Presumably people protesting against Putin or the people from Tiananmen Square weren't all asking for peaceful elections, I bet there were some protesters among them who were literally asking for Putin's or Deng Xiaoping's heads, that's what I meant with "vigorously protest". It's understandable that some people in the US would want to "vigorously protest" against people who they think are directly liable for other's people deaths, as I presume that lady thinks of the likes of Mitch Mcconnell.
As per the NSA mandate and the "civilian oversight", that's what I meant with "right at this moment". I think what you're describing was generally true until 2 or 3 years ago (yes, even after the Snowden leaks), but I'm afraid things are not the same in the current political climate.
In East Asia, the Japanese model, that later adopted by both South Korea and China, relies on the exact opposite. The government directly involves in guiding and shaping the economy. And they are smart in doing so, with the corporations being their vehicles to implement its policy and they are ones to picking the winners. So it is not like Planned Economy like the Soviets did, instead they are trying to embrace and take advantage of the market to better advance its objectives. Instead, here in US, corporations are more sensitive and faster than the government to propose new economic initiatives, while government just sits aside as the shepherd to prevent disasters.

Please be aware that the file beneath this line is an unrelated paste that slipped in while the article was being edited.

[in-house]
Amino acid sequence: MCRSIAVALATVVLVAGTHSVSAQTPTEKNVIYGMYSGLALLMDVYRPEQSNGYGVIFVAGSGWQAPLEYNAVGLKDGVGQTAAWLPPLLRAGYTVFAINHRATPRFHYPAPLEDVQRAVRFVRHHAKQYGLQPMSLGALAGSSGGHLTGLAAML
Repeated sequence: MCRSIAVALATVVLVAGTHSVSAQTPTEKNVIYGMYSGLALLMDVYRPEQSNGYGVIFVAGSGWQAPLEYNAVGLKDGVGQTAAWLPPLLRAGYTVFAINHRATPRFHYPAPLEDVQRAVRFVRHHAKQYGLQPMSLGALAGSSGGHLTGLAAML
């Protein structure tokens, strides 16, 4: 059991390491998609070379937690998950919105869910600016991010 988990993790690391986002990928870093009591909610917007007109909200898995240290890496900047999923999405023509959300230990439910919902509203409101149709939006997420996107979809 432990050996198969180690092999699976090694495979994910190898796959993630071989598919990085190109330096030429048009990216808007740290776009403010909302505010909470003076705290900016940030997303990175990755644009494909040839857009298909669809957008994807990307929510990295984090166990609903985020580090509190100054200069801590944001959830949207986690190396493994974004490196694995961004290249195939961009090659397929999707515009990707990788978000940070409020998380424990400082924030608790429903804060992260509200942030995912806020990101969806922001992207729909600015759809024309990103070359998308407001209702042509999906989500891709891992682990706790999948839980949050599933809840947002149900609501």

If you ever being able to read material from CJK countries, the government in general has a much bigger power and responsibility, and when problem happens, the societies' instinct is to push the government to act on it.
But Huawei might be still a special case among of these. It is a weird company though, which doesn't need to respond to its share holders and yet participating actively in open and competitive markets.
Not even in US this phenomenon is very strong. US protects its corporations with political and military means all the time, so I am not sure what separation you are talking about. In words there mightbbe some pretense for separation, but actions show otherwise.
To me from Western Europe the state and corporations are... comparable to families and sports clubs. Nobody would want to merge them for tons of reasons including personal freedom (here: separation of public and private spheres), effectiveness, responsiveness, avoidance of conflicts of interest etc. But coordination makes sense.
Something I have noticed about large Asian companies is that there is much less in-fighting between parts of the organization, which can make up for other disadvantages they may have. In large Western corporations it seems to be everyone against everyone in mid-level management. At the lowest level it mostly looks like inexplicable inefficiencies and stupidities.
Not true. My observations are opposite, however, I am not disapproving what you said, but I don't think there is a conclusion to make.
However, if you prove yourself as a capable strongman that doesn't take objections, then in Asian companies, under the certain circumstances/directives, I believe you can have much more dictating power over your subordinates, which can go to great extent to have them sacrifice all other aspects of their life except work.